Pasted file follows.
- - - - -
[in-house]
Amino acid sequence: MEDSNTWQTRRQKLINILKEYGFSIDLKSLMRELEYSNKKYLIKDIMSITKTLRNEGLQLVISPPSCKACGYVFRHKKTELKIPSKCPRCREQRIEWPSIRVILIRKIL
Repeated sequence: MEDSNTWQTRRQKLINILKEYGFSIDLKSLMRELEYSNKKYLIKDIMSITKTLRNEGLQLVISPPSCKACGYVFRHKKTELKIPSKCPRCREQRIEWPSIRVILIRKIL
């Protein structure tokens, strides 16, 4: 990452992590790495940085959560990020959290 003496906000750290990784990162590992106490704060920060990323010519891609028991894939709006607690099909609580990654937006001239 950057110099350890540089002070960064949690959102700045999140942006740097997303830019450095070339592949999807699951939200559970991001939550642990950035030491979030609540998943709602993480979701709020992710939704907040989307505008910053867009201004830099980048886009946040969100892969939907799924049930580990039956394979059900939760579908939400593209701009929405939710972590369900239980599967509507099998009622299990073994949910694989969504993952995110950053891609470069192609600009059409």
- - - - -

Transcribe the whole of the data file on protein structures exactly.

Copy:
[in-house]
Amino acid sequence: MEDSNTWQTRRQKLINILKEYGFSIDLKSLMRELEYSNKKYLIKDIMSITKTLRNEGLQLVISPPSCKACGYVFRHKKTELKIPSKCPRCREQRIEWPSIRVILIRKIL
Repeated sequence: MEDSNTWQTRRQKLINILKEYGFSIDLKSLMRELEYSNKKYLIKDIMSITKTLRNEGLQLVISPPSCKACGYVFRHKKTELKIPSKCPRCREQRIEWPSIRVILIRKIL
């Protein structure tokens, strides 16, 4: 990452992590790495940085959560990020959290 003496906000750290990784990162590992106490704060920060990323010519891609028991894939709006607690099909609580990654937006001239 950057110099350890540089002070960064949690959102700045999140942006740097997303830019450095070339592949999807699951939200559970991001939550642990950035030491979030609540998943709602993480979701709020992710939704907040989307505008910053867009201004830099980048886009946040969100892969939907799924049930580990039956394979059900939760579908939400593209701009929405939710972590369900239980599967509507099998009622299990073994949910694989969504993952995110950053891609470069192609600009059409």